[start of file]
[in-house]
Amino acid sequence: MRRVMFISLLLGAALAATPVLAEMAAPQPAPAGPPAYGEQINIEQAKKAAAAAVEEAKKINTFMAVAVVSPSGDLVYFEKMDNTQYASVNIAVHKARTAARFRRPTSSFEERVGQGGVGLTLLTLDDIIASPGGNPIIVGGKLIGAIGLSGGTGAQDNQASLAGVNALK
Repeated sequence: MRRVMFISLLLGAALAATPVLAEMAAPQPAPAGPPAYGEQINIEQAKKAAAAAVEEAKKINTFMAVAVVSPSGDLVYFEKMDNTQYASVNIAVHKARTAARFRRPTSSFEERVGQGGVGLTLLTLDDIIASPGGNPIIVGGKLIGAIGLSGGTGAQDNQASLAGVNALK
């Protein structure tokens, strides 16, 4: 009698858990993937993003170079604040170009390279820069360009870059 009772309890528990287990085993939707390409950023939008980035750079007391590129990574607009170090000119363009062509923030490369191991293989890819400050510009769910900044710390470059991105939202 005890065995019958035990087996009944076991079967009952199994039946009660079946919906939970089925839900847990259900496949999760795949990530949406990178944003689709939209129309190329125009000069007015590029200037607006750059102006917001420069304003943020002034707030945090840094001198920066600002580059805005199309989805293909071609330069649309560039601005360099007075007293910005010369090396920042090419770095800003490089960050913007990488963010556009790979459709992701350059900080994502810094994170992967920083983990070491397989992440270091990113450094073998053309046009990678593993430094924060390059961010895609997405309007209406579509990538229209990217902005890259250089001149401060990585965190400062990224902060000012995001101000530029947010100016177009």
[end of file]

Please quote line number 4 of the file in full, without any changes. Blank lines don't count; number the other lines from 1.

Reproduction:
């Protein structure tokens, strides 16, 4: 009698858990993937993003170079604040170009390279820069360009870059 009772309890528990287990085993939707390409950023939008980035750079007391590129990574607009170090000119363009062509923030490369191991293989890819400050510009769910900044710390470059991105939202 005890065995019958035990087996009944076991079967009952199994039946009660079946919906939970089925839900847990259900496949999760795949990530949406990178944003689709939209129309190329125009000069007015590029200037607006750059102006917001420069304003943020002034707030945090840094001198920066600002580059805005199309989805293909071609330069649309560039601005360099007075007293910005010369090396920042090419770095800003490089960050913007990488963010556009790979459709992701350059900080994502810094994170992967920083983990070491397989992440270091990113450094073998053309046009990678593993430094924060390059961010895609997405309007209406579509990538229209990217902005890259250089001149401060990585965190400062990224902060000012995001101000530029947010100016177009």